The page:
TMPRSS2 is both the most frequently altered gene in primary prostate cancer and a critical factor enabling cellular infection by coronaviruses, including SARS-CoV-2. The modulation of its expression by sex steroids could contribute to the male predominance of severe infections, and given that TMPRSS2 has no known indispensable functions, and inhibitors are available, it is an appealing target for prevention or treatment of respiratory viral infections.
The global COVID-19 pandemic, caused by the SARS-CoV-2 virus, has led to more than 1,400,000 diagnosed cases and more than 80,000 reported deaths as of April 8, 2020. These epidemiologic statistics represent the tip of the iceberg, given ongoing significant transmission, high rates of subclinical infection, insufficient testing in multiple communities, and potential differences in attribution of cause of death in infected patients.
The global research community has coalesced on multiple fronts to understand the mechanisms of infection and the heterogeneity in the virulence of SARS-CoV-2, as well as the constellation of symptoms and risk factors for subsequent mortality. One key discovery in understanding the mechanism of SARS-CoV-2 infection involves the role of the transmembrane serine protease 2 (TMPRSS2), a cell-surface protein that is expressed by epithelial cells of specific tissues including those in the aerodigestive tract. As one of the serendipities of science, many of the insights related to TMPRSS2 have come from cancer research. This overview summarizes the history of the connection of TMPRSS2 with coronaviruses as well as influenza viruses, provides insights derived from cancer research, and integrates what is known (and not known) concerning the potential roles of TMPRSS2 as a target for intervention in or prevention of COVID-19.
TMPRSS2 and Respiratory Viruses
Coronaviruses as well as influenza viruses critically depend on TMPRSS2 for viral entry and spread in the host. As a first step enabling host-cell entry, the viral hemagglutinin protein attaches to angiotensin-converting enzyme 2 (ACE2), encoded by the ACE2 gene, that is expressed on respiratory epithelial cells. In a second step, hemagglutinin is cleaved to activate internalization of the virus. This second step is dependent on proteases on the host cell, particularly TMPRSS2 (1). Moreover, not only SARS-CoV-2 but also other types of coronaviruses and influenza viruses depend on TMPRSS2 for viral activation and cell entry, including SARS-CoV, the agent responsible for the 2003 SARS outbreak, as well as influenza H1N1, the agent responsible for the 1918 and 2009 influenza pandemics (2–4). These examples highlight the central and conserved role of TMPRSS2 in the pathogenesis of the illnesses caused by coronaviruses and influenza viruses.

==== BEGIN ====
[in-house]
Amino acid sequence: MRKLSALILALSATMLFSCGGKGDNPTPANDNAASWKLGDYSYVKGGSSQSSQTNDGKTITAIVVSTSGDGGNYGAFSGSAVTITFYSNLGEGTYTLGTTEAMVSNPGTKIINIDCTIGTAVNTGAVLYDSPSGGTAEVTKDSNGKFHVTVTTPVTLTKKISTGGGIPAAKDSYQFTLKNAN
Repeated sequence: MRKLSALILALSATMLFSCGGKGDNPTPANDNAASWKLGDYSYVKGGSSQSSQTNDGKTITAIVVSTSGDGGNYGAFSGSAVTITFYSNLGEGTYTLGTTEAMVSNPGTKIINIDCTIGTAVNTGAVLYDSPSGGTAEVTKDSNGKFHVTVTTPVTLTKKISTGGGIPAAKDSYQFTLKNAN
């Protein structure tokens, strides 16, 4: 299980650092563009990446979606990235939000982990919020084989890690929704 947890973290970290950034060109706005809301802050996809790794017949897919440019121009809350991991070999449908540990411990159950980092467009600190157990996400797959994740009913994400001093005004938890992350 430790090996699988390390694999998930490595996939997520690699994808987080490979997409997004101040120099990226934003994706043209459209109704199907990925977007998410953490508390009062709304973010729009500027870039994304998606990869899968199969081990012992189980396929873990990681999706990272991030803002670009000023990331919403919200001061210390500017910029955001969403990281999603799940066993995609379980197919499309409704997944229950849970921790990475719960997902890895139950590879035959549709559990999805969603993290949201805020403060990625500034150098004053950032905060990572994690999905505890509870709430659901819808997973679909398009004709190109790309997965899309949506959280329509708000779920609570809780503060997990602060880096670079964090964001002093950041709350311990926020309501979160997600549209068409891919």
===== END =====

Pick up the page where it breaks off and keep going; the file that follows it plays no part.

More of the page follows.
In an in vitro study using cell lines and primary pulmonary cells, an inhibitor of the protease activity of TMPRSS2, camostat mesylate, partially inhibited the entry of SARS-CoV-2 into these lung epithelial cells (4). In a Tmprss2 knockout model, mice infected with the H1N1 influenza virus showed minimal initial infection and had a considerably attenuated disease course with protection from lung pathology, weight loss, and mortality compared with wild-type control mice (5). Given its central role in initiating SARS-CoV-2 and other respiratory viral infections, modulating TMPRSS2 expression or activity is hypothesized to represent a promising candidate for potential interventions against COVID-19.
TMPRSS2, A Key Regulator in Prostate Cancer
TMPRSS2 was first identified in prostate cancer shortly after the gene had been originally cloned. Prostate cancer cell lines strongly upregulated TMPRSS2 expression in response to androgens (6). TMPRSS2 is expressed on the luminal side of the prostate epithelium, and its expression is increased in prostate cancer tissue compared with noncancerous prostate tissue (7). Notably, the TMPRSS2 gene is a partner in one of the most common gene fusion events in solid tumors: somatic gene rearrangements involving TMPRSS2 with a member of the ETS family of oncogenic transcription factors, most commonly ERG. This fusion occurs in approximately 50% of primary prostate cancers among men of European ancestry. Although ERG is not normally regulated by androgen, the gene fusion juxtaposes the androgen receptor regulatory elements of TMPRSS2 with the ERG gene. The ERG gene is consequently controlled by androgen receptor signaling and expressed highly in prostate cancers harboring the TMPRSS2–ERG fusion.
Intriguingly, the prevalence of the TMPRSS2–ERG fusion is lower in the prostate tumors of both black and Asian men. The relevance of this to the current COVID-19 pandemic is unclear. TMPRSS2–ERG fusion–positive prostate cancers also have a distinct set of risk factors related to hormonal signaling. For example, men with higher genetically determined transcriptional activity of the androgen receptor have a higher risk of TMPRSS2–ERG fusion–positive prostate cancer but not of fusion-negative prostate cancer (8). Moreover, in mice, prostate tumors arising in the presence of Tmprss2 have a higher capacity to metastasize (9). In men, tumors with the TMPRSS2–ERG fusion have higher insulin/insulin-like growth factor signaling, and TMPRSS2–ERG may modify how hormonal risk factors such as obesity influence the risk of metastasis (10). Together with the observation that TMPRSS2–ERG fusion–positive and fusion–negative prostate cancers may have distinct germline genetic risk factors (11), these findings from cancer research suggest potential drivers of differential TMPRSS2 expression.